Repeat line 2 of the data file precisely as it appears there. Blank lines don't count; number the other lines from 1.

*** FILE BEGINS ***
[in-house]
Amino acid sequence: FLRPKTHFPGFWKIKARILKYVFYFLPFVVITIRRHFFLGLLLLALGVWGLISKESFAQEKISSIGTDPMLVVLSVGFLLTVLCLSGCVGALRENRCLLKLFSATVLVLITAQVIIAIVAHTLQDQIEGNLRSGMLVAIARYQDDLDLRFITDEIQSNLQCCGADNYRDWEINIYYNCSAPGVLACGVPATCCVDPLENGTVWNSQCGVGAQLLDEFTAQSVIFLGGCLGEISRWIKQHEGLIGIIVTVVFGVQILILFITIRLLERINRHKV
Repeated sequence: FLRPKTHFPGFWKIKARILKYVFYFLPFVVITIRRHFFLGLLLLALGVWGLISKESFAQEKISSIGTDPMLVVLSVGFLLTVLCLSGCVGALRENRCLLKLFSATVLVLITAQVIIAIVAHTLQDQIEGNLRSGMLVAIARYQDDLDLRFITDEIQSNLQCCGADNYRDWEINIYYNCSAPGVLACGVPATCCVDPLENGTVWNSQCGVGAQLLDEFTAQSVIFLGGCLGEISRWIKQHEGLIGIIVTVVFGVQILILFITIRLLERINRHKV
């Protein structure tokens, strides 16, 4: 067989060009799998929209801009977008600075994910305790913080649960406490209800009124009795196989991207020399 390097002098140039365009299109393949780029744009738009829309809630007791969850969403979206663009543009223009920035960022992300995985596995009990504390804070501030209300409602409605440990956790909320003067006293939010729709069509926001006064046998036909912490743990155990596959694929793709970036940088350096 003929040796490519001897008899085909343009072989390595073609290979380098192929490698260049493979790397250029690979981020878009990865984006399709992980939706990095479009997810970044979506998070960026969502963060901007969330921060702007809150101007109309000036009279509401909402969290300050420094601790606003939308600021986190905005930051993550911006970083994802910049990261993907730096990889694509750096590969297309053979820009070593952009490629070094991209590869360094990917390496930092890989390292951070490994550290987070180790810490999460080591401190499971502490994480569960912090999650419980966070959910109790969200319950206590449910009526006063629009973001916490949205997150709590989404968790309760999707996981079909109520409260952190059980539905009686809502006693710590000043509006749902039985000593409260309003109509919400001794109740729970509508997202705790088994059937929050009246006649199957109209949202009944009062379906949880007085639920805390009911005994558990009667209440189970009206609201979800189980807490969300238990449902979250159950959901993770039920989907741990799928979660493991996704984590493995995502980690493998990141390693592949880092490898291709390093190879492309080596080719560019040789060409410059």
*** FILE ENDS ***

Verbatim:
Amino acid sequence: FLRPKTHFPGFWKIKARILKYVFYFLPFVVITIRRHFFLGLLLLALGVWGLISKESFAQEKISSIGTDPMLVVLSVGFLLTVLCLSGCVGALRENRCLLKLFSATVLVLITAQVIIAIVAHTLQDQIEGNLRSGMLVAIARYQDDLDLRFITDEIQSNLQCCGADNYRDWEINIYYNCSAPGVLACGVPATCCVDPLENGTVWNSQCGVGAQLLDEFTAQSVIFLGGCLGEISRWIKQHEGLIGIIVTVVFGVQILILFITIRLLERINRHKV